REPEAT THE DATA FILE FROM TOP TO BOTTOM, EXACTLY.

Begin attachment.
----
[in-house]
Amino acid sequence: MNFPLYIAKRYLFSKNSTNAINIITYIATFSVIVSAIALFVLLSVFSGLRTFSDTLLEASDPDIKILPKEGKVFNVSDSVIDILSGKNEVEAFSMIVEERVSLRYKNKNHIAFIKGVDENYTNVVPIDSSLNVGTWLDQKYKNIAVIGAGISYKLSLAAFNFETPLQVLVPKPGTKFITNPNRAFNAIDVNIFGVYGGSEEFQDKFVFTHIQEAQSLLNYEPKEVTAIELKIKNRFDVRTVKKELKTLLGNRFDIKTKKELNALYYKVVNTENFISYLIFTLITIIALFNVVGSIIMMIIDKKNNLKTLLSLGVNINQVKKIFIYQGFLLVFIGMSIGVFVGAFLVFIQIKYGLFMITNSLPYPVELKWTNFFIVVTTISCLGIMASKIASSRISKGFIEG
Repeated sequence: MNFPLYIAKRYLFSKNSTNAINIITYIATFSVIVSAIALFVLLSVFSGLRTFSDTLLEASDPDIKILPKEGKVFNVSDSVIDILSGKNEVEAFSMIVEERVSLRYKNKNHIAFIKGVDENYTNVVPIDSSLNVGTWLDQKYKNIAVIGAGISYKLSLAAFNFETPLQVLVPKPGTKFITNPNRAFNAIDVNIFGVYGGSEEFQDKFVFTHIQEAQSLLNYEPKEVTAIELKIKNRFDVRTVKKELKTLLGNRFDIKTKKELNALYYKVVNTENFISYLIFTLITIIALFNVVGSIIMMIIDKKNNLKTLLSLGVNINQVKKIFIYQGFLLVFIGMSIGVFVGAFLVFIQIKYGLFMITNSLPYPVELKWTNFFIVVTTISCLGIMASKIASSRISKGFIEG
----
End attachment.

[in-house]
Amino acid sequence: MNFPLYIAKRYLFSKNSTNAINIITYIATFSVIVSAIALFVLLSVFSGLRTFSDTLLEASDPDIKILPKEGKVFNVSDSVIDILSGKNEVEAFSMIVEERVSLRYKNKNHIAFIKGVDENYTNVVPIDSSLNVGTWLDQKYKNIAVIGAGISYKLSLAAFNFETPLQVLVPKPGTKFITNPNRAFNAIDVNIFGVYGGSEEFQDKFVFTHIQEAQSLLNYEPKEVTAIELKIKNRFDVRTVKKELKTLLGNRFDIKTKKELNALYYKVVNTENFISYLIFTLITIIALFNVVGSIIMMIIDKKNNLKTLLSLGVNINQVKKIFIYQGFLLVFIGMSIGVFVGAFLVFIQIKYGLFMITNSLPYPVELKWTNFFIVVTTISCLGIMASKIASSRISKGFIEG
Repeated sequence: MNFPLYIAKRYLFSKNSTNAINIITYIATFSVIVSAIALFVLLSVFSGLRTFSDTLLEASDPDIKILPKEGKVFNVSDSVIDILSGKNEVEAFSMIVEERVSLRYKNKNHIAFIKGVDENYTNVVPIDSSLNVGTWLDQKYKNIAVIGAGISYKLSLAAFNFETPLQVLVPKPGTKFITNPNRAFNAIDVNIFGVYGGSEEFQDKFVFTHIQEAQSLLNYEPKEVTAIELKIKNRFDVRTVKKELKTLLGNRFDIKTKKELNALYYKVVNTENFISYLIFTLITIIALFNVVGSIIMMIIDKKNNLKTLLSLGVNINQVKKIFIYQGFLLVFIGMSIGVFVGAFLVFIQIKYGLFMITNSLPYPVELKWTNFFIVVTTISCLGIMASKIASSRISKGFIEG